With the permission of its participants, this post is a quick tour through yesterday’s public Agendashift workshop in Cape Town, seen through the key artifacts produced by our two table groups. Sessions 1-5 are covered in detail in chapters 1-5 of the Agendashift book (all five chapters); see also the poster and about pages for a quick overview.
Picked up from the local printers the day before: cue cards for the 15-minute FOTO game (A6 & A5 sizes – the larger A5 size being the more popular); ‘original’ & ‘pathway’ survey reports, A3s. See resources.
Session 1: Discovery
Two exercises here. The first is a getting-to-know-you “Celebration” exercise, ostensibly about a company celebration that is to take place some time in the future (it’s one of those time travel games), but in practice a nice way to make sure the workshop is grounded in organisational context and needs. To structure the output, we use the classic journalistic 5W questions: Who, What, When, Where, and Why, with the How coming later:
The second Discovery exercise involves:
- Reflecting on our True North statement as an approach to the challenges of the first exercise, thinking about what that’s like, what’s different, and what obstacles stand in our way
- Using our recently-open sourced coaching game 15-minute FOTO to turn that list of obstacles into outcomes
- Organising the resulting outcomes to produce the outputs shown below
Session 2: Exploration
A few days prior to the workshop, the participants each completed an Agendashift values-based delivery assessment. The Exploration session starts with a survey debrief, the structure of which is now so well practised that the unbenchmarking report leads us through it step by step.
Then – guess what! – we generate outcomes:
- Prioritise the survey prompts
- Identify their respective obstacles
- Generate outcomes using the 15-minute FOTO coaching game again (a lot easier second time round – one conversation stood out as one I’d wished I’d recorded!)
We finish the session with the exercise whose first rule is not to mention its name (see the first part of this writeup which breaks this rule, or chapter 2 of the book). The joint output of both table groups:
Moments after this picture was taken we destroyed it (reusing the stickies) but not before identifying stickies setting towards the top left corner as being likely candidates for some hypothesis-driven change (session 4). Look out for stickies marked with asterisks in the next pic (session 3).
Session 3: Mapping
Next, the transformation map, like a user story map but where the items are outcomes rather than user stories:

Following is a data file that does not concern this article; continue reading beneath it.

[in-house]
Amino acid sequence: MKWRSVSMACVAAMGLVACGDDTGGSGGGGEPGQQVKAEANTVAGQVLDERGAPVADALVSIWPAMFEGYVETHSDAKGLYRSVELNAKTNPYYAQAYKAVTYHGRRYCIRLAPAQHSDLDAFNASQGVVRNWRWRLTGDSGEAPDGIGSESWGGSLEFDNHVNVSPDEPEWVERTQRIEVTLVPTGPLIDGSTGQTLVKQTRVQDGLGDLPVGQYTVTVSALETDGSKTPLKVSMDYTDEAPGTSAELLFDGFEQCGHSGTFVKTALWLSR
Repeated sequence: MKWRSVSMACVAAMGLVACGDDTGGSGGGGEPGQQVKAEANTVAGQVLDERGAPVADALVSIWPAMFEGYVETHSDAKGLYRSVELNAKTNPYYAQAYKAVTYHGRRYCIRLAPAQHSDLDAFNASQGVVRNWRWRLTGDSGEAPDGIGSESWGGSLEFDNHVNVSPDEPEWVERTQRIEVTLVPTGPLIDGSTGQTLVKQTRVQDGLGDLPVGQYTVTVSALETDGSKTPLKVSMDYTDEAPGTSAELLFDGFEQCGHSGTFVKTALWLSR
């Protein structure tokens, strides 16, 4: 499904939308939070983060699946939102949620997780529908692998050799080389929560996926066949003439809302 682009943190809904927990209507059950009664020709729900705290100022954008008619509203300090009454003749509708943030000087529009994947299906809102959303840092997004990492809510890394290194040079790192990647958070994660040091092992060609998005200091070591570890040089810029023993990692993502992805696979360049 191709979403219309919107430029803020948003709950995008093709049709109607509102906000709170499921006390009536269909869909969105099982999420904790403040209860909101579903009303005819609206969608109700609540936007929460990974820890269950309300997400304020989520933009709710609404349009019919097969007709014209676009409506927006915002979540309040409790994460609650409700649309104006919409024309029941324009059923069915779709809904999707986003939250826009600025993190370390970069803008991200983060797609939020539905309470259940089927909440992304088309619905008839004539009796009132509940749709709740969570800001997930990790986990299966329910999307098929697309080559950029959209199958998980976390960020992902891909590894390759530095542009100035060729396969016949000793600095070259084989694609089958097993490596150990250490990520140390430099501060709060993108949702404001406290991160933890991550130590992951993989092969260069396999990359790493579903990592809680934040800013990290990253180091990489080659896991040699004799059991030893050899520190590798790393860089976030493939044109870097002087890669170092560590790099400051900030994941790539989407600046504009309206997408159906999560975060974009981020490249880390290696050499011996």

After some discussion, we concluded that the first column (Refine existing systems) was empty because the many small improvements that might have gone there were deemed insufficiently interesting on the day. Fair enough! Column 5, Address sources of dissatisfaction (etc) seems rather full; a review of the stickies shows significant scope for consolidation however.
The two stickies “above the line” were the subject of some debate. Are “Increased stability” and “Increased quality” to be treated as long-term objectives to which other yet-to-be-identified work aligns, or are they to be tackled head on? No right answers here, so long as we’re honest. Either way, I stressed that consider them to be actionable (“unactionable” and “aspirational” being trigger words of mine).
For reasons of time, we didn’t bother to prioritise within columns. There was plenty of past experience of that process in the room already.
Session 4: Elaboration
For a selected outcome per table, another generative process, that of creating options. Then:
- Prioritisation, selected the option considered most capable of significant (“fantastic”) outperformance
- A hypothesis, Lean Startup style
- Further development, using our open sourced A3 template (a 20th century tool with a 21st century flavour)
It is not a mistake that both A3s have their Insights section filled in. No, we haven’t run these experiments yet, but imagining the learning we hope to capture allows us then to review our experiment design. Both tables identified gaps in their plans as a result of this tip. Result!
Session 5: Operation
As a practitioner workshop rather than a client workshop (same materials for both but different goals), we deliberately sacrificed much of this session in return for more time for reflection and discussion in sessions 1 & 2. Consequently there are no outputs to show here. With more time available, we would have added more outcomes to the transformation map, driven by an adaptability review. This process both recaps our outcome-oriented process and gets us thinking about how the decisions of the workshop will be carried forward. Our mantra here: “Treat change as real work”.
To wrap up, the Full Circle exercise, capturing outcomes using the house style of the assessment prompts – inclusive, present tense, non-prescriptive:
The top one could almost be an advert for Agendashift (it’s not mine, honest):
We treat change as a type of work – owned, driven, and co-created by the team/s impacted
You, the outcome-oriented facilitator
If you could use some Agendashift-style outcome orientation in your coaching or consulting work, check out our partner programme. And there’s another opportunity very soon to try it all out, this time in London:
Finally, a massive thank you to all of yesterday’s participants, and also to the organisers of the Regional Scrum Gathering in South Africa who kindly invited me over for this morning’s opening keynote. Opportunities permitting, I hope to return to South Africa again soon – 6 years is too long!
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